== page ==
Origin exploit discovered
Electronic Arts' virtual marketplace reportedly at risk from loophole that could swap games for malicious code.
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An Origin exploit has been discovered that allows hackers to swap games for malicious code, the BBC reports today. Researchers at security company ReVuln found the loophole, which stems back to the way the service launches games.
"Like many other programs, Origin uses a web-like syntax to keep track of the places games are found on a computer so they can quickly be started when people want to play," the BBC wrote. "The two researchers found a way to subvert this syntax to make it point to malicious code instead of a game."
EA confirmed to Ars Technica that it is investigating the exploit, though there is no evidence that the loophole has been manipulated by hackers.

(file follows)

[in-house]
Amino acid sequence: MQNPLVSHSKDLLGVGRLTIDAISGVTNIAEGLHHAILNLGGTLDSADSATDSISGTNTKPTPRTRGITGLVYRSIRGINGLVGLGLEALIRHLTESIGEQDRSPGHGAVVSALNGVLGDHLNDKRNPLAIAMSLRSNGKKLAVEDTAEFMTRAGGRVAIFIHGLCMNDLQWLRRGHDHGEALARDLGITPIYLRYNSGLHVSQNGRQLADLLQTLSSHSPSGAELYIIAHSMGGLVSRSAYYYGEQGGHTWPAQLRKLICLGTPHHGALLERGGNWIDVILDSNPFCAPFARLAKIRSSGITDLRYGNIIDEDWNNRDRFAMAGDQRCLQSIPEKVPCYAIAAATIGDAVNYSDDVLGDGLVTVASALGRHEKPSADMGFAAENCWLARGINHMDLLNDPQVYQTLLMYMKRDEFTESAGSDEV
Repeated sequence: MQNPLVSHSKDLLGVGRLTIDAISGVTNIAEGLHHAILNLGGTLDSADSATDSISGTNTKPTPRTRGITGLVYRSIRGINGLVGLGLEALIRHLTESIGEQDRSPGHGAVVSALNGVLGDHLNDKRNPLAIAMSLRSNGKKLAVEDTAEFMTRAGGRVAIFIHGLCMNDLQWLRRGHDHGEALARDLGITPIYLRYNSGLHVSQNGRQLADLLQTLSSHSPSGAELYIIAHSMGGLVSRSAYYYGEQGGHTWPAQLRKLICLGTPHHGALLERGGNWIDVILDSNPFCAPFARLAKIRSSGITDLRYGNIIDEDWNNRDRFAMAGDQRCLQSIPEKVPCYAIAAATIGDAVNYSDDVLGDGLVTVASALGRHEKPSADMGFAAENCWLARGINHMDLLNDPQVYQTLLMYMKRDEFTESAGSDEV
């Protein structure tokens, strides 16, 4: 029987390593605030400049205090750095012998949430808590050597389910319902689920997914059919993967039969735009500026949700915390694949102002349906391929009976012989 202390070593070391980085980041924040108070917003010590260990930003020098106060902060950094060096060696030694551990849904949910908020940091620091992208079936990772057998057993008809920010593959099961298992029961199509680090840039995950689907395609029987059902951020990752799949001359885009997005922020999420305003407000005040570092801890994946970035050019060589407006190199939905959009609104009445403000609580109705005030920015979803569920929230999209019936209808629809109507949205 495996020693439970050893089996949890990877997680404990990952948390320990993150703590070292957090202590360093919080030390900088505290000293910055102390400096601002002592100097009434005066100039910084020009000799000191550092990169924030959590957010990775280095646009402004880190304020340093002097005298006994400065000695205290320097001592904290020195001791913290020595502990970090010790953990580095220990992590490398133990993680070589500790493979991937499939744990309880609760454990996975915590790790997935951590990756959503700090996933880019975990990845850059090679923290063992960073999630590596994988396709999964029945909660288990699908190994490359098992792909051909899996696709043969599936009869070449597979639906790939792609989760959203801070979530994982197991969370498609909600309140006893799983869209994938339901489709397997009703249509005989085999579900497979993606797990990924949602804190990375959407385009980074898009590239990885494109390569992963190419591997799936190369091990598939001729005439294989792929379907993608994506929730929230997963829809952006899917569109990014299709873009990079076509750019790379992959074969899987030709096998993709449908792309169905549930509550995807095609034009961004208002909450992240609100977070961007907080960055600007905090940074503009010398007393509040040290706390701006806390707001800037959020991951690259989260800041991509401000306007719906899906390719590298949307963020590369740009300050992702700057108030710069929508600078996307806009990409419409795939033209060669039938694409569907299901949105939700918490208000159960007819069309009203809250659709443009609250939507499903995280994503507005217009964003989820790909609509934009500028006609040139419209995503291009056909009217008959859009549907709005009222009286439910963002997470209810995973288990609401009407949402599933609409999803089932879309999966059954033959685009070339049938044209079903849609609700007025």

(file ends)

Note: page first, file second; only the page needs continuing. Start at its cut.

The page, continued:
"Our team is constantly investigating hypotheticals like this one as we continually update our security infrastructure," an EA representative told the site.
ReVuln researchers demonstrated the hack during the Black Hat Europe conference recently, showing off a Windows PC running Crysis 3 that was subsequently taken over by the attack code.
SimCity's record-breaking launch this month helped push Origin to a new concurrent peak user milestone of 1.3 million. The service has 39 million members as of December 31, though this figure is actually over 40 million when SimCity's 1.1 million sales are factored in.